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Hollywood and Africa

Recycling the 'Dark Continent' Myth, 1908-2020

by Okaka Opio Dokotum

Hollywood and Africa - recycling the ‘Dark Continent’ myth from 1908–2020 is a study of over a century of stereotypical Hollywood film productions about Africa. It argues that the myth of the Dark Continent continues to influence Western cultural productions about Africa as a cognitive-based system of knowledge, especially in history, literature and film.

Hollywood and Africa identifies the ‘colonial mastertext’ of the Dark Continent mythos by providing a historiographic genealogy and context for the term’s development and consolidation. An array of literary and paraliterary film adaptation theories are employed to analyse the deep genetic strands of Hollywood–Africa film adaptations. The mutations of the Dark Continent mythos across time and space are then tracked through the classical, neoclassical and new wave Hollywood–Africa phases in order to illustrate how Hollywood productions about Africa recycle, revise, reframe, reinforce, transpose, interrogate — and even critique — these tropes of Darkest Africa while sustaining the colonial mastertext and rising cyberactivism against Hollywood’s whitewashing of African history.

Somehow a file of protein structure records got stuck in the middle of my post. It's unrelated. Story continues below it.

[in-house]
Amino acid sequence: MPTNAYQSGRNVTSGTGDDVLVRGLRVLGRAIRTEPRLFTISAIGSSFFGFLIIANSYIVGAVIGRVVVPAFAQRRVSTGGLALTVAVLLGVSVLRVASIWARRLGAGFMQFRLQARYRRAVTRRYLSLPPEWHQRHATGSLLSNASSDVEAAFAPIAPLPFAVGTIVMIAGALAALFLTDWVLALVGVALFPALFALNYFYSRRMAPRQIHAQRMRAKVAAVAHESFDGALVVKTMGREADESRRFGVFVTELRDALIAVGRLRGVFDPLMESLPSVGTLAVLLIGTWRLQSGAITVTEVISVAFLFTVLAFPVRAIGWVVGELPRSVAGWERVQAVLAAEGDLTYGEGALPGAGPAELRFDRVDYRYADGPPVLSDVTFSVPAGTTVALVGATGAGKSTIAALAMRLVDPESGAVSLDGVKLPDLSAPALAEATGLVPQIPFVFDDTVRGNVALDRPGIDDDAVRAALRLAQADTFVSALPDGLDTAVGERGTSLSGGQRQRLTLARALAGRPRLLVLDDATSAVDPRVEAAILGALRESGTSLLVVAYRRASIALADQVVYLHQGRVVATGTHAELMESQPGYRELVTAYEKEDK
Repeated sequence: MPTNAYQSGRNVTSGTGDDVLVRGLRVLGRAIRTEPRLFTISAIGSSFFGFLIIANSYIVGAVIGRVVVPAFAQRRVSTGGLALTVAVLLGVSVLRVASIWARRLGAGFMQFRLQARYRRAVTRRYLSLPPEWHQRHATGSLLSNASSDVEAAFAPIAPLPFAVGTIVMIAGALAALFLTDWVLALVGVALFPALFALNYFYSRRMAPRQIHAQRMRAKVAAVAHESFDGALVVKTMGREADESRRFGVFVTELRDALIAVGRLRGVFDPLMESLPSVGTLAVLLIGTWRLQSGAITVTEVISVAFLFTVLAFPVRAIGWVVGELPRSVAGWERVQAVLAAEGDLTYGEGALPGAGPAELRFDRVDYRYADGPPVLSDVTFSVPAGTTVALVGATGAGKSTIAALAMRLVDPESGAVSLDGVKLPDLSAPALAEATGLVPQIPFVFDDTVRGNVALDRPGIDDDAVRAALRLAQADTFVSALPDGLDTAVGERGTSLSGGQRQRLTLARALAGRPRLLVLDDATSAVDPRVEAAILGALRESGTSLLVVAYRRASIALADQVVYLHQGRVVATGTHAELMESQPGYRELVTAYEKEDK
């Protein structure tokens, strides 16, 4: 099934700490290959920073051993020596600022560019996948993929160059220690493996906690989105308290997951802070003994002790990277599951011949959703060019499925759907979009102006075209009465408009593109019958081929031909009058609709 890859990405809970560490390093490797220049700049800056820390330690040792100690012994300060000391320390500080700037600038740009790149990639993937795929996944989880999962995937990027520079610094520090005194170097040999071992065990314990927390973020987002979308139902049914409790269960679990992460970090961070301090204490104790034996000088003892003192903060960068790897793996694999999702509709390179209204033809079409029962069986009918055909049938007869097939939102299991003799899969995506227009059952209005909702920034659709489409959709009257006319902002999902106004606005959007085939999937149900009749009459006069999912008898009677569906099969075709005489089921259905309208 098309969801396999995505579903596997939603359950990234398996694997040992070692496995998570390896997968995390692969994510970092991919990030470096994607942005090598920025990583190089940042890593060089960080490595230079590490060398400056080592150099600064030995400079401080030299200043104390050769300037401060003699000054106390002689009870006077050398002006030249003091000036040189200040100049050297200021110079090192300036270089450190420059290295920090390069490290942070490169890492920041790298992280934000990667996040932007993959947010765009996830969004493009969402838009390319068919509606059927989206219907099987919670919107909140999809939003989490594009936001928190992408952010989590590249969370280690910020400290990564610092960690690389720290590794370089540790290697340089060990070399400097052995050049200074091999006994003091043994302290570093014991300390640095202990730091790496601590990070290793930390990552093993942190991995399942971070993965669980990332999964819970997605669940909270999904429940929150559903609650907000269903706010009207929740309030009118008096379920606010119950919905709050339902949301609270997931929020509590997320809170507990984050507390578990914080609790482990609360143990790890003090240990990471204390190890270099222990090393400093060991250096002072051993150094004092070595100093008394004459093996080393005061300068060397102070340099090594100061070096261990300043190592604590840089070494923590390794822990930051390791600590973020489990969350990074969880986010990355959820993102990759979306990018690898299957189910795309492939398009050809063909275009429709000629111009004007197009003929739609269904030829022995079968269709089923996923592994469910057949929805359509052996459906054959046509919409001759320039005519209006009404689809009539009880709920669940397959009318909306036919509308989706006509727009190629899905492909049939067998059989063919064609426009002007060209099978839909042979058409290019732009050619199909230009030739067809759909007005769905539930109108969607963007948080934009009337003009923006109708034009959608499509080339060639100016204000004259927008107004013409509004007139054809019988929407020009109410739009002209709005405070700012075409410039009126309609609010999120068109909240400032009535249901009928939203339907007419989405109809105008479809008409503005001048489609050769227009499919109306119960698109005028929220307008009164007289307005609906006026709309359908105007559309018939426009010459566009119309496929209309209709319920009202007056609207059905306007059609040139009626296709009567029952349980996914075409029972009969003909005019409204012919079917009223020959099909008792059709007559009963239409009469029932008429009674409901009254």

ISBN 9781920033668 | 334 pages | 244 x 170 mm | 2020 | NISC (Pty) Ltd, South Africa | Paperback


eBook ISBN: 9781920033682


‘This is an important book that defines the master trope of Africa as the Dark Continent, to show its work in the past and that this mythos is still alive and well in contemporary Hollywood films about Africa[…] Even as it uncovers the continuing Dark Continent motifs, the book also reveals how these films engage contemporary celebrity, military, economic, and political cultures in the development of a neocolonial aesthetic.’

Robert T. Self, English Professor Emeritus, Liberal Arts and Sciences Distinguished Professor, Northern Illinois University, USA



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